To measure the cost of trading in the foreign exchange market, the authors create a limit order book from 17 different available trading sources. They find that the cost of trading in this market varies widely.
Foreign exchange trading liquidity is difficult to gauge. Market opacity and the lack of a robust toolkit to evaluate it make measurement a challenging endeavor. The authors create a limit order book from 17 different trading sources for the period 1 January 2013–31 March 2013. From this limit order book, trading cost, liquidity, and execution are examined.
How Is This Research Useful to Practitioners?
Pricing practices in the foreign exchange market have been inconsistent, which is demonstrated by what appear to be uncompetitive bids as measured by subadvisers’ trading records. Spotty and inconsistent regulation seems to perpetuate this opacity. Impetus for change is manifest in a body of case law on the subject as well as demand from institutional investors for process improvements that would lower costs and preserve alpha—that is, excess return. More parties are issuing mandates for best execution that would address the cost issue directly. Finally, changes in market structure and growth in trading managed through more powerful mathematical and computer processes are drivers as well.
The authors add to the growing debate with their evaluation of trading costs. The methodology and analysis offer an unprecedented level of transparency. It appears promising for the pursuit of better evaluations of market conditions and liquidity cost. The authors’ findings point to the potential for large cost savings through increased efficiency.
Investment managers would benefit from a greater understanding of the effect of currency transaction mispricing on portfolio returns. A sound methodology to control such costs is critical.
How Did the Authors Conduct This Research?
The authors’ findings are informed by a brief review of the history of foreign exchange trading mispricing as well as by the construction of a consolidated limit order book using liquidity information from numerous data sources, tradable quotes, and a cost analysis of trades. The data are collected for a three-month period between January and March 2013 from 17 different sources. The research considers currency pairs, time, and order size.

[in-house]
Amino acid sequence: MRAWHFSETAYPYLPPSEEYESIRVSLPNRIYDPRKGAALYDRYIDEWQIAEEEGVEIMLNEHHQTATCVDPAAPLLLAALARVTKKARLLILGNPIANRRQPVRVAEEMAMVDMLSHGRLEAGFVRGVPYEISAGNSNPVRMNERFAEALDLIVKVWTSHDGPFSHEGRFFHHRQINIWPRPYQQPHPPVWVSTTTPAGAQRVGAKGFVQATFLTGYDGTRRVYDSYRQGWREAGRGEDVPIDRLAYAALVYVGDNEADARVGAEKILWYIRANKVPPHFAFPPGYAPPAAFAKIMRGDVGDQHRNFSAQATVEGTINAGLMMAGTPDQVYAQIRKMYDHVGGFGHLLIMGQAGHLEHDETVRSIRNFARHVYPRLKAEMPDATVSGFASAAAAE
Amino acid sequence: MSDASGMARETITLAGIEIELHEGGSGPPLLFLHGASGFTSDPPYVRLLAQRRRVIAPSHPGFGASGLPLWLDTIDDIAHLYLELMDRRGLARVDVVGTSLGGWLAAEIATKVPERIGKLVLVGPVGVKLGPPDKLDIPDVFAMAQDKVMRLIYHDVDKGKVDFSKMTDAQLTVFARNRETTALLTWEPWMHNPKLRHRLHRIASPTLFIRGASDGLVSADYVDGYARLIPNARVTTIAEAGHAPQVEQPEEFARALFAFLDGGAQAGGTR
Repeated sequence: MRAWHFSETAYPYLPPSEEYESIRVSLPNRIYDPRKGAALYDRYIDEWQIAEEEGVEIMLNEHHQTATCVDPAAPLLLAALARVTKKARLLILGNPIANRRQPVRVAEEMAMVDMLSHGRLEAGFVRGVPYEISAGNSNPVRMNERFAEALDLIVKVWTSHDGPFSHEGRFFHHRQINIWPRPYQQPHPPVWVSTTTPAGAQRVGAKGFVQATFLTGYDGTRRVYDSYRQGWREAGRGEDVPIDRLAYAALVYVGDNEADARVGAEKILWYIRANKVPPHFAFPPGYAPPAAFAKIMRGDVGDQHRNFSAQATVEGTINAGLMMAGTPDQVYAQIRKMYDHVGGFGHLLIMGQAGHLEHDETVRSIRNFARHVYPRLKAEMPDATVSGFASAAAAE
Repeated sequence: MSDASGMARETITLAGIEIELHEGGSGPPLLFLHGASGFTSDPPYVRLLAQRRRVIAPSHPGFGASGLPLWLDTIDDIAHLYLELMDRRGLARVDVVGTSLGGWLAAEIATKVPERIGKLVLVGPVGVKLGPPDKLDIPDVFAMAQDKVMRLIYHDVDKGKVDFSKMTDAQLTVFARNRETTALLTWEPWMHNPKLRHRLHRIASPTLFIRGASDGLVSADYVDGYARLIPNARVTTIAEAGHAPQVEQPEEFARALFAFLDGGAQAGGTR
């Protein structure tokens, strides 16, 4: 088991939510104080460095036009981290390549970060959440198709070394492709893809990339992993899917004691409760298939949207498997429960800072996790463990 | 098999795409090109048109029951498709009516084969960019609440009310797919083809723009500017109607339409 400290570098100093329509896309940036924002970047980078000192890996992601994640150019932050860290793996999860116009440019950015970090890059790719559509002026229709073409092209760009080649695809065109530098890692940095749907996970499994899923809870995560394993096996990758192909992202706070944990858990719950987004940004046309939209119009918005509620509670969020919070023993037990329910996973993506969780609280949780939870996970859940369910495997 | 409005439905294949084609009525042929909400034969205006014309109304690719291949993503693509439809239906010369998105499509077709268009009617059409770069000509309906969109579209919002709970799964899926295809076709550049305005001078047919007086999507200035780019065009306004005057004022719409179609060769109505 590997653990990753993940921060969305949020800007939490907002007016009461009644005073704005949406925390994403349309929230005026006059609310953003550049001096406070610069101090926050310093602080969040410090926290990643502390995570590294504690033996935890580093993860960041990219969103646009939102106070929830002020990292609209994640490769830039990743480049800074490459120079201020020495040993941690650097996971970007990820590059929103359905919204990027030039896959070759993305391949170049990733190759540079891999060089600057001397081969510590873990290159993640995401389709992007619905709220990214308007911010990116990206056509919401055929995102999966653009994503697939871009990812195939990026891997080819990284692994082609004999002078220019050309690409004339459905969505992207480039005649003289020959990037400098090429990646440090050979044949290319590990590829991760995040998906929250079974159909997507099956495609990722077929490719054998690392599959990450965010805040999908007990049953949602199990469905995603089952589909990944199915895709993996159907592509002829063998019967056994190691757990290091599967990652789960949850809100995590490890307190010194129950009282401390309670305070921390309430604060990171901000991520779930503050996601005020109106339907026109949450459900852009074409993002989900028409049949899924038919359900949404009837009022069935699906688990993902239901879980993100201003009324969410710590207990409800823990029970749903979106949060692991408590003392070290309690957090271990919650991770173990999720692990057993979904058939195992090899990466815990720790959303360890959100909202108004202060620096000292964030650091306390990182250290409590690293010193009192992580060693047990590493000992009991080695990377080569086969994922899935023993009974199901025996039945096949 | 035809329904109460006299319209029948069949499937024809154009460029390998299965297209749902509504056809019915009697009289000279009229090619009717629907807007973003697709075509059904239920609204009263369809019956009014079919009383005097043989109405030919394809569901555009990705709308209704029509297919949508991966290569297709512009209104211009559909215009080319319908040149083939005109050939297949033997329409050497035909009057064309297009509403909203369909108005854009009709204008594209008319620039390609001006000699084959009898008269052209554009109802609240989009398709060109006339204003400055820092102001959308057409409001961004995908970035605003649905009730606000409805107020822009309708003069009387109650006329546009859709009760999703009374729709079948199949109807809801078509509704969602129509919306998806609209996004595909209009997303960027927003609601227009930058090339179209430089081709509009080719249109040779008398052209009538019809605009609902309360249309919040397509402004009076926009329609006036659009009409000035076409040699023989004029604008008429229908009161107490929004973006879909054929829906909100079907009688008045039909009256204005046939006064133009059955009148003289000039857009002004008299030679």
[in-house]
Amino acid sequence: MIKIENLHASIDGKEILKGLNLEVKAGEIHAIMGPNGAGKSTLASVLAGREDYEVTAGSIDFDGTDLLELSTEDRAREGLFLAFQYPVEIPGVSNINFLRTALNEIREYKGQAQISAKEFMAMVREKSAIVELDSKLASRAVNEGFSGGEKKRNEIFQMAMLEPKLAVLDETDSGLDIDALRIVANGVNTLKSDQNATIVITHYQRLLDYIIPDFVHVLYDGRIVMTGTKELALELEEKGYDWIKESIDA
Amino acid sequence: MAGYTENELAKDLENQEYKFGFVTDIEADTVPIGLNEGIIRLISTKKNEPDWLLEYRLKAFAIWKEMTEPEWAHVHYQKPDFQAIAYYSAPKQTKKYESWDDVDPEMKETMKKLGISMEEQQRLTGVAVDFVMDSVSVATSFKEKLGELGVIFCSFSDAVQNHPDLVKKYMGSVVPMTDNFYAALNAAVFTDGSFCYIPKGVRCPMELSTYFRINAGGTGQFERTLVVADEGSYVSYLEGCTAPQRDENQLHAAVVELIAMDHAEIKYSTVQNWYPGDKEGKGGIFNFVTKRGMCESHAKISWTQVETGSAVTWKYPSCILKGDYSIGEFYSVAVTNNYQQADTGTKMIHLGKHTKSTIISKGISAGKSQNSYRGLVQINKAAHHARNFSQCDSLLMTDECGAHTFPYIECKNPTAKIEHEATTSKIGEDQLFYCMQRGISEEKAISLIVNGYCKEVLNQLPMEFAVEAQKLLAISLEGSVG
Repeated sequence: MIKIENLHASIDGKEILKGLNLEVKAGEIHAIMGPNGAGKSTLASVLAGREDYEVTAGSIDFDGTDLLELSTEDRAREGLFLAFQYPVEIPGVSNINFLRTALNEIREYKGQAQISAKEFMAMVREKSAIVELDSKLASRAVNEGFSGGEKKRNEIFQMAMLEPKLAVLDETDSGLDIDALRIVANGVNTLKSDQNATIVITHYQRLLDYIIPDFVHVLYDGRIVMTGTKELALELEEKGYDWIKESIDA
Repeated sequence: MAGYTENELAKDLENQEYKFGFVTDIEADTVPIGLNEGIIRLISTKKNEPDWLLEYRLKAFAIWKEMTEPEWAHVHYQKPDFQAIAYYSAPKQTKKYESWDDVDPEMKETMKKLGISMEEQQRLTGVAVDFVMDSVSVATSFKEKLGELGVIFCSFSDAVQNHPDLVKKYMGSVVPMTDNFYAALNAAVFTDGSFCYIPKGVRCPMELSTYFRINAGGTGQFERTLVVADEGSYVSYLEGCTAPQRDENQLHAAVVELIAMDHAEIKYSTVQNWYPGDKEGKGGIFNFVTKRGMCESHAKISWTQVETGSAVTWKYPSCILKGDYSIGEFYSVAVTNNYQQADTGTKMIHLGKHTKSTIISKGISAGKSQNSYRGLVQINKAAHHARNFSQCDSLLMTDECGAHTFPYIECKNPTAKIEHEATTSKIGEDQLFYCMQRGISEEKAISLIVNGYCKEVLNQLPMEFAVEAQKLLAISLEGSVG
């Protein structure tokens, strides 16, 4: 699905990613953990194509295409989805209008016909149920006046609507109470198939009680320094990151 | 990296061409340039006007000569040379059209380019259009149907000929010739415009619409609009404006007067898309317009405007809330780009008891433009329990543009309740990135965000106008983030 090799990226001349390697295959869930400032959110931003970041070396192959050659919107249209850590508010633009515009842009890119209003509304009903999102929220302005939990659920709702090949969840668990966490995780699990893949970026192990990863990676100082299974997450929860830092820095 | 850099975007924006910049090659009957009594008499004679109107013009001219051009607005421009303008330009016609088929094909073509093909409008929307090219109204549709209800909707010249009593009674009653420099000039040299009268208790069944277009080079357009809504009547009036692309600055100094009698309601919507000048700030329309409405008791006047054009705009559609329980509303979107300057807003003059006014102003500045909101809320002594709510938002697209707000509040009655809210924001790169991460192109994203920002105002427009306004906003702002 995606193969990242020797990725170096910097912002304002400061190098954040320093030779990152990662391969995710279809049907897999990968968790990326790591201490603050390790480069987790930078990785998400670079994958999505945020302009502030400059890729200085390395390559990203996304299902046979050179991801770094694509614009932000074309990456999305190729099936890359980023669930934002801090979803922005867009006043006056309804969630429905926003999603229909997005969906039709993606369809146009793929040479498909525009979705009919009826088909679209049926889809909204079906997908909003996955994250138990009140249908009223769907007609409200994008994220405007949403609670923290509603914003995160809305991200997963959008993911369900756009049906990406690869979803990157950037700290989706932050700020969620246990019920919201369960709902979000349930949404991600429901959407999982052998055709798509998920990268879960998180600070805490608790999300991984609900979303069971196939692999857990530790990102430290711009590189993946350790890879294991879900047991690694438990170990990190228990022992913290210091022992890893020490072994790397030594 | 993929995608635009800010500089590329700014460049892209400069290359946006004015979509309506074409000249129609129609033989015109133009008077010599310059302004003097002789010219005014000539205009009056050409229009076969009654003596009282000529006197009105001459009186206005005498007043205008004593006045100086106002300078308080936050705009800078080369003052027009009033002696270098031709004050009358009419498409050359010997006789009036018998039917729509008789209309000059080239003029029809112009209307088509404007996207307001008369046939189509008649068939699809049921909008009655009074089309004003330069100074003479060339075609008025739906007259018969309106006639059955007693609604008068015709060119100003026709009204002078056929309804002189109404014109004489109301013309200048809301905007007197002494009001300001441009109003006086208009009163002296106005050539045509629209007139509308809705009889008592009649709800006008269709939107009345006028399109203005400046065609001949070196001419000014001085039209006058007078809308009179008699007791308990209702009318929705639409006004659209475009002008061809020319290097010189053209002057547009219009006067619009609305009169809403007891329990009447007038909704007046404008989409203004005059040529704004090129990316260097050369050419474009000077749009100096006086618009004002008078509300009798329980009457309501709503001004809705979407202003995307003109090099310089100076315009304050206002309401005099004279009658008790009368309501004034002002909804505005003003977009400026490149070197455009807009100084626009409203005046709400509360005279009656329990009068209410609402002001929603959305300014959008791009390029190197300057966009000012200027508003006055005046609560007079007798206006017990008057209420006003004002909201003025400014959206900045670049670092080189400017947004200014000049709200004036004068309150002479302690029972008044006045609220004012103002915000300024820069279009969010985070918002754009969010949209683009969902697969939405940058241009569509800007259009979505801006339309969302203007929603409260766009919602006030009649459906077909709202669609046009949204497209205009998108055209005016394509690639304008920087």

The authors start by quantifying transaction costs in the overall market, taking into account numerous deal sizes, times of day to study trading frequency, and multiple market conditions. The object of their analysis is the activity of five major and six minor currency pairs over a three-month period. They review a limit order book for each currency pair that is consolidated from trading data supplied by banks and electronic communication networks.
Both the consolidated book and a synthetic book—itself created from best dealer quotes—are used to study liquidity within foreign exchange trading. Liquidity costs and “all-in” costs—that is, the total costs of an institutional equity transaction—are closely linked. Comparing the trades of the 10 most active equity trading firms, the authors find a great disparity between trading at the average trading cost ($13.8 million) and the most disadvantaged trading cost ($40.8 million).
A separate but similar analysis considers pre-trade information and the impact of the 2014 FIFA World Cup on regional and global currency markets and trading volume. Activity before, during, and after select games provides a forum to illustrate liquidity cost, depth of trading book, and forward-looking volatility calculations.
With the expansion and increased interconnectedness of global financial markets comes greater complexity as well as demand from market participants for increased transactional transparency. Such a dearth of clarity has been chronic in the pricing of foreign exchange transactions. The authors create and test a trade cost analysis model to assess the level of opacity and the potential for savings, which has been sorely lacking, in this market. Excessive foreign exchange trading costs detract from portfolio performance. The measurement of such costs and an understanding of how best to mitigate them deserve portfolio managers’ attention.